“Quality” in Open Education

Training quest 3 has us exploring “ideals of quality” across two of the largest/highest profile open education initiatives.  I hear “quality” and immediately think in terms of comparative worth–excellence along any number of dimensions from durability to fit to taste and texture. While I could easily write a post about OLI’s Modern Biology animations or student argumentation skills in MIT’s Seminar in Ethnography and Fieldwork, discussions of quality as a global characteristic don’t seem particularly fruitful here.

But what if we think instead in terms of the first definition of quality: “an essential or distinctive characteristic, property, or attribute.” Instead of value, then, quality is more about values.

So, what do MIT and OLI value? What do they consider the essential or distinctive characteristics of what they’re trying to do, of who they are as organizations?

Organizational values are often expressed as culture and manifest in incentive and reward systems. While we don’t have access to most of this information about the major players in Open Education, we do know some of what they are tracking, what they are measuring and exploring. And these evaluation plans and reports give us a window into the values, the ideals of quality, guiding the initiatives today.

The last evaluation report from MIT OpenCourseware, published in 2005, includes sections on Access, Use and Impact. Access has to do mostly with site traffic–the site had 8.5 million visits during the evaluation period with a 51% bounce rate. 46% of visitors are from outside the US, 28% are returning visitors who spent an average of 10 min 41 sec on the site, &c. This seems particularly consistent with part II of the initiative’s dual mission: “To extend the reach and impact of MIT OCW and the opencourseware concept.”

The Use section explores questions of motivation, usability, and the special permutation of conversion MIT calls “success.” Why did each visitor come to the site? Did they accomplish those goals? What materials/resources helped them do that? This section includes responses to questions about video delivery and file type preferences, explorations of student vs. educator vs. self-learner goals, and at least a cursory reading of perceived quality and relevance from users. Part I of the dual mission expresses a fairly strong correlating value: “To provide free access to virtually all MIT course materials for educators, students, and individual learners around the world.”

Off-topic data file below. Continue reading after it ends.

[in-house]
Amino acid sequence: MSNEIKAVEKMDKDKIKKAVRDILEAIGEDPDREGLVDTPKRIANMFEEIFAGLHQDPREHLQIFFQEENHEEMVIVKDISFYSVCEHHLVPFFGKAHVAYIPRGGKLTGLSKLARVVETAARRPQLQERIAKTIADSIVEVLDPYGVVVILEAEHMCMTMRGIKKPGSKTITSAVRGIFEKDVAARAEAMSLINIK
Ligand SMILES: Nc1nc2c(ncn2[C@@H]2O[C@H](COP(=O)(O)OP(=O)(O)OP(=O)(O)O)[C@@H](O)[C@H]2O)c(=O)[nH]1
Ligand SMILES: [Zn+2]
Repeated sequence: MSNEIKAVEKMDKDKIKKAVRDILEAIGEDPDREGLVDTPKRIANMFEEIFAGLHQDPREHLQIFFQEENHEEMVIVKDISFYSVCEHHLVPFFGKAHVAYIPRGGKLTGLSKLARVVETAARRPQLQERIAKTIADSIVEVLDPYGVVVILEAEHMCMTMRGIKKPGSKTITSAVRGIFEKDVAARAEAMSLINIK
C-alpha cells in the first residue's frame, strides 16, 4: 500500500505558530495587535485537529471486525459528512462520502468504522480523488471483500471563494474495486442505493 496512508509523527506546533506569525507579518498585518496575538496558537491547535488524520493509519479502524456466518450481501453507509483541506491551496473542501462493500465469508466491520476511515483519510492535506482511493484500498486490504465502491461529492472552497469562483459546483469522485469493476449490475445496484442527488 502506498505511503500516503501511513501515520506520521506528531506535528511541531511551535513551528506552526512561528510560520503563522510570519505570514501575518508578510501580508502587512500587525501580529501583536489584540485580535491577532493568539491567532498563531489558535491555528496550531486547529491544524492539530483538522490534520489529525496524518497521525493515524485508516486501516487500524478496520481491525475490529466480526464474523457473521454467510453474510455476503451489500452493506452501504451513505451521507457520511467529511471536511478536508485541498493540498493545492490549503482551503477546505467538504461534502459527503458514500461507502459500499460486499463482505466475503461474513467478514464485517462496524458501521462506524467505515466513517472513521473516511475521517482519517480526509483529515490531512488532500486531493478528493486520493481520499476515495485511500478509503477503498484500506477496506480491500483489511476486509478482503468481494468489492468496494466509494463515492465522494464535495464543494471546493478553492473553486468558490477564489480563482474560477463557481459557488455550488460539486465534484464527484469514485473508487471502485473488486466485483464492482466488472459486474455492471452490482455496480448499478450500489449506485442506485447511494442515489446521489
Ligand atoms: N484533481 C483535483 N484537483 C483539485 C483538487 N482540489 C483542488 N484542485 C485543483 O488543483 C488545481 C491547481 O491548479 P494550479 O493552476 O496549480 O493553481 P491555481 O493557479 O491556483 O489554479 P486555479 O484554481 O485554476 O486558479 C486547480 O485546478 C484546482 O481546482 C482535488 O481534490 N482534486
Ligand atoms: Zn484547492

The Impact section gets a little stickier. For this evaluation, the MIT team focused on three questions: What is the impact of OCW on individual teachers and learners? What is the impact of OCW on learning communities? and What is the impact of OCW on the open sharing of educational materials? The first two questions were answered almost exclusively within MIT campus, through student and faculty interviews. Supplemental data came from questions about perceived positive impact on an opt-in survey completed by 3% of visitors which the evaluators warn is significantly biased toward returning, international, student visitors. Answers to the third question range from national and international media citations, editorials calling for similar efforts at other major universities, and a graphical exploration of the initiative’s role within the open education movement along dimensions of tools, content, and implementation resources. Questions exploring the impact on instructional materials seem to support the statement that “MIT OpenCourseWare is an idea – and an ideal – developed by the MIT faculty who share the Institute’s mission to advance knowledge and educate students” and questions about impact on the movement itself tie back nicely into that bit about extending the reach and impact of the institution.

According to these metrics, MIT’s “ideals of quality” include:

  • Reach (breadth of material, volume of visitors, % of faculty members contributing)
  • Effectiveness (goal-achievement and usability) and